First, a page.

NO Worksheets in Early Learning: Test Yourself

NO Worksheets in Early Learning

WHY?

Review the past four blog posts on why we do not use worksheets in Pre-K through 3rd grade and then test yourself.

Which pictures depict activities that are developmentally appropriate?

Which pictures are worksheets that need to be banned from early learning?

journeyintoearlychildhood.com
Test Yourself- Is it a worksheet? Ban the worksheets from Early Learning and use Developmentally Appropriate Hands-on Learning Activities

no worksheets answers

NO Worksheets in Early Childhood Part IV

NO Worksheets in Early Learning

WHY?

Reason Number Six: Worksheets do NOT develop social skills.

No Worksheets in ECIn the adult world, it is rare that we are told to do our own work and keep our eyes on our own paper. We collaborate on challenging tasks with colleagues. We gather information and learn new perspectives when we can work, brainstorm, and problem-solve together. This is the same for children. They are social beings who need multiple opportunities to engage in hands-on and inquiry learning experiences with their peers.

No Worksheets in Early Learning Part III

NO Worksheets in Early Learning:

WHY?

no worksheet part 3Reason Number Four: Worksheets do NOT develop problem-solving or critical thinking

If we want children to learn to solve problems we must create safe environments in which they feel confident taking risks, making mistakes, learning from them, and trying again (Fordham & Anderson, 1992). Worksheets do not involve critical thinking or problem-solving. Children instead develop a habit of guessing with passive thinking.

 

Reason Number Five: Worksheets do NOT develop Fine Motor Skills

NAEYC developmentally appropriate practices (Bredekamp and Copple, 3rd Edition) states, “Writing, drawing, and cutting with precision are activities that can be difficult for young children, who are still developing comfort and agility with fine motor work… Young children should have access to many kinds of materials and objects to help them develop and practice fine motor skills, such as small objects to sort and count and pegboards and beads to string… Pushing children too early into precise fine motor activities (as required on worksheets and color in the lines coloring sheets) is likely to be both unsuccessful and frustrating for young children and may leave them feeling incompetent and stressed.”

The clipping clothespins activity above not only accomplishes the same objective as the worksheet pictured but it also serves to strengthen students’ fine motor skills!

No Worksheets in Early Childhood Part II

NO Worksheets in Early Learning:

WHY?

Reason Number Three: Worksheets shut down thinking and only require passive thinking.

Worksheets are stressful since they usually have a right or wrong answer. When children are just starting to learn how to navigate school, how to learn and how to become confident learners, they will gain more from open-ended, hands-on activities that promote risk-taking and persistence. A worksheet shuts down thinking and promotes a mind-set that learning is all about guessing.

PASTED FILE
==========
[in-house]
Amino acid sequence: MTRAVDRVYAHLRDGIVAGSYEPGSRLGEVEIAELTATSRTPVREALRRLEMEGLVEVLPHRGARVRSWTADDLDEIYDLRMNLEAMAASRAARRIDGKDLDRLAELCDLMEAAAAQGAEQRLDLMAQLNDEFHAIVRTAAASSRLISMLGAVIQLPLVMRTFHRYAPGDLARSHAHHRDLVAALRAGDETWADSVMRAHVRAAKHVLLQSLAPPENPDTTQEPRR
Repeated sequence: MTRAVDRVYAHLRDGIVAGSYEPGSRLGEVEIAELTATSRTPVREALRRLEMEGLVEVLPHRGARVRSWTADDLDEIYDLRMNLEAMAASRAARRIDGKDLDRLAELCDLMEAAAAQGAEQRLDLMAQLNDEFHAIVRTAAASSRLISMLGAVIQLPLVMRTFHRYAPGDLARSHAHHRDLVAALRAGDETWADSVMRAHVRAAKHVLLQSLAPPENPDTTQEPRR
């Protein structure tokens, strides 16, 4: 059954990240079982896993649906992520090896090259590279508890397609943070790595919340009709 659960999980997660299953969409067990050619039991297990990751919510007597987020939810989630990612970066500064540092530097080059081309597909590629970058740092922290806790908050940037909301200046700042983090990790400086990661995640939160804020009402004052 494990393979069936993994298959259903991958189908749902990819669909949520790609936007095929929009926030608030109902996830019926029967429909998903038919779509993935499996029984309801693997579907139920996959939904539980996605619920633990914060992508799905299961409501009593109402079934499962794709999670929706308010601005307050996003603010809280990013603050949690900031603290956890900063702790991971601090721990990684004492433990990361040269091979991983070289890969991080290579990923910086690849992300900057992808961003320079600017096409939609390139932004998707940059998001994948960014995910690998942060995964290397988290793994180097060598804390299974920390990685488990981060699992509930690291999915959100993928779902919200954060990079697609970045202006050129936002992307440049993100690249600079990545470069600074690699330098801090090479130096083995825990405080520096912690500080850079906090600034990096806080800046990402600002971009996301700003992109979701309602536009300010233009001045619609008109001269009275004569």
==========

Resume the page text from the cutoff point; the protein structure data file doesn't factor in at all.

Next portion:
no worksheet in EC part 2NOTE: Response sheets where students are illustrating or writing an idea based on a response to a prompt from a piece of literature, such as draw the setting or draw your favorite part of the story OR a documentation sheet, data collection sheet or “lab report” where information from science observations or data is begin recorded are NOT considered worksheets. Worksheets typically have one correct answer such as “circle all of pictures that start with the letter H” or “underline the words that rhyme with car.”

 

No Worksheets in Early Childhood Part I

NO Worksheets in Early Learning (Grades Pre-K through 3rd)

WHY?

Reason Number One: Children learn best through hands-on experiences.

NAEYC shares with us that children learn best through hands-on experiences. In order for learning to stick with them, they need to feel it, touch it, manipulate it, and experience it. Worksheets are a passive activity that does not activate the learning center in young children’s brains.

Reason Number Two: Children need real objects to develop symbolic thinking.

no worksheets part 1Based on Piaget’s stages of cognitive development, most young children, including Kindergarten and many first grade children, are in the preoperational stage of cognitive development. Letters and numerals abstract symbols that hold very little meaning. Children require play-based activities to begin to understand symbolic thinking. A play-based curriculum offers children opportunities throughout the day to develop the ability to think abstractly by experiencing real objects using their senses (Kostelnik, Soderman, & Whiren, 1993).

Vocabulary during Block Play

Expanding Children’s Vocabulary

during Block/Construction Play:

vocab in blocks featured imageState standards require children to explain, describe, define, ask, compare and contrast, respond, and so on.